The Scourge of Racial Bias in New York State’s Prisons. A New York Times investigation draws on nearly 60,000 disciplinary cases from state prisons and interviews with inmates to explore the system’s inequities and the ripple effect they can have: here.

The inmates were just starting their day on July 6 when dozens of corrections officers burst into their dormitory, shouting for everyone to get down on the floor. The raid at Mid-State Correctional Facility, outside Utica, N.Y., officials said, was a surprise search for weapons made urgent after a bloody injury to a guard three days earlier. But over the next two hours, according to inmates, officers beat and stomped on each of the more than 30 prisoners present that morning, screaming curses and racial epithets and destroying property. Several men said their ribs were broken by kicks and punches. A 58-year-old prisoner said he was rammed, headfirst, through the Sheetrock wall in his room. Down the hall, a 41-year-old inmate said his nose was broken as a guard repeatedly slammed a metal door into his face: here.

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North Carolina, USA persecution for anti-racism


This video from the USA says about itself:

Meet the College Student Who Pulled Down a Confederate Statue in Durham & Defied White Supremacy

16 August 2017

A crowd of activists toppled a Confederate statue in Durham, North Carolina, on Monday, just two days after the deadly white nationalist rally in Charlottesville, Virginia. As the crowd shouted “We are the revolution,” a college student named Takiyah Thompson climbed up a ladder, looped a rope around the top of the Confederate Soldiers Monument in front of the old Durham County Courthouse and then pulled the statue to the ground.

She was arrested the following day on two charges of felony inciting a riot and three misdemeanor charges, including defacing a statue. Thompson was released last night on a $10,000 unsecured bond. We speak with Thompson about her actions before her scheduled court hearing this morning.

From the Southern Vision Alliance in the USA today, about North Carolina:

Please sign the petition and forward widely

CRUEL & UNUSUAL:

Demand Durham Sheriff Mike Andrews end the witchhunt against anti-racist activists and be held accountable for his criminal treatment of the people of Durham!

SIGN THE PETITION NOW

Over the past two weeks, thirteen activists have been arrested and slapped with outrageous felony and misdemeanor charges for their defense of the Durham community against white supremacists, first in relation to the toppling of a Confederate statue in front of the Durham courthouse on Aug. 14, and then for protesting in response to a planned Ku Klux Klan rally on Aug. 18. Most recently, three more activists were issued warrants on Aug. 28 and turned themselves in; two were arrested the day before.

Sheriff Andrews recently attempted unsuccessfully to prosecute activists with Inside-Outside Alliance for protest charges, and was exposed for his exaggerated attempts to target demonstrators. The IOA has held weekly protests at the jail for more than a year. These arrests are clearly a form of retaliation against the movement at large.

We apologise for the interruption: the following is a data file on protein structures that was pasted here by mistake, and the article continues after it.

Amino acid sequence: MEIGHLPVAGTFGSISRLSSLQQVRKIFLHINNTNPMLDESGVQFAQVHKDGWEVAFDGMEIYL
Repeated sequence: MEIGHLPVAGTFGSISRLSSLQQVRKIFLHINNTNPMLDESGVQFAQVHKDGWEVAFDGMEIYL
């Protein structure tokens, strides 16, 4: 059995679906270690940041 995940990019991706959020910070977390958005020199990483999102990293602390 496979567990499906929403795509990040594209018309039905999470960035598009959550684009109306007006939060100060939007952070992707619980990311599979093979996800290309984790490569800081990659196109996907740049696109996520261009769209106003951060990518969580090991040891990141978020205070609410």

The jail that Andrews runs is an institution committed to the preservation and perpetuation of white supremacy. Under Andrews’ tenure, at least five people – Matthew McCain, Dennis McMurray, Niecey Fennell, Terry Lee, and Raphael Bennett — have died in the Durham County Jail due to the criminal conditions inside. Detainees have described the jail as being designed to “break you” and to “make you want to kill yourself.” Andrews has gone out of his way to cover up these deaths, and has made patently false statements about the conditions of the jail. Meanwhile, he has frustrated attempts by the community and elected officials to audit the conditions there, and has lied about the Durham County Sheriff’s collaboration with Immigration, Customs, and Enforcement (ICE).

In what can be described as nothing other than cruel and unusual, Andrews has recently taken steps to completely restrict in-person visitation for Durham County jail detainees, and only allow video visitation.

We say no more!

Stop the witchhunt against activists involved in protesting white supremacy!

Drop the charges against the 13 anti-racist activists!

End the criminal treatment of the people of Durham inside the Durham County Jail!

A black Cornell student said he was beaten and called the n-word, roiling the Ivy League campus: here.

‘Inhuman Belgian prisons’, Dutch court says


This video says about itself:

Belgian jail loses keys

1 November 2012

The governor of one Belgian jail has been suspended after keys to the cells went missing.

The chaplain of Leuven prison has mislaid his master set and staff fear inmates could have got their hands on them.

It means the lucky prisoner will be able to open any of the 180 cells and the doors that separate the twenty sections.

Officials are trying to get the bottom of the matter.

A number of staff went on strike for several hours on Wednesday in support of the suspended governor.

They returned to work later that evening and maintenance staff are in for a busy few days.

The locks on all the cells are having to be replaced one by one.

Translated from Leen Vervaeke, 1 August 2017, in Dutch daily De Volkskrant:

Dutch court refuses extradition to Belgium; Prisons are ‘inhuman and degrading’

Usually, such an extradition request is a formality, but on Tuesday, the International Law Chamber of the Amsterdam Court refused to send the suspects to Belgium. Reason for this is a devastating report of the European Committee for the Prevention of Torture and Inhuman or Degrading Treatment or Punishment of the Council of Europe (CPT), published two weeks ago. In that report, the CPT wrote that it had never seen such a bad situation as in Belgium in Europe in 27 years.

Sometimes three prisoners live in a one person cell, with fungi on the walls, without toilet or running water.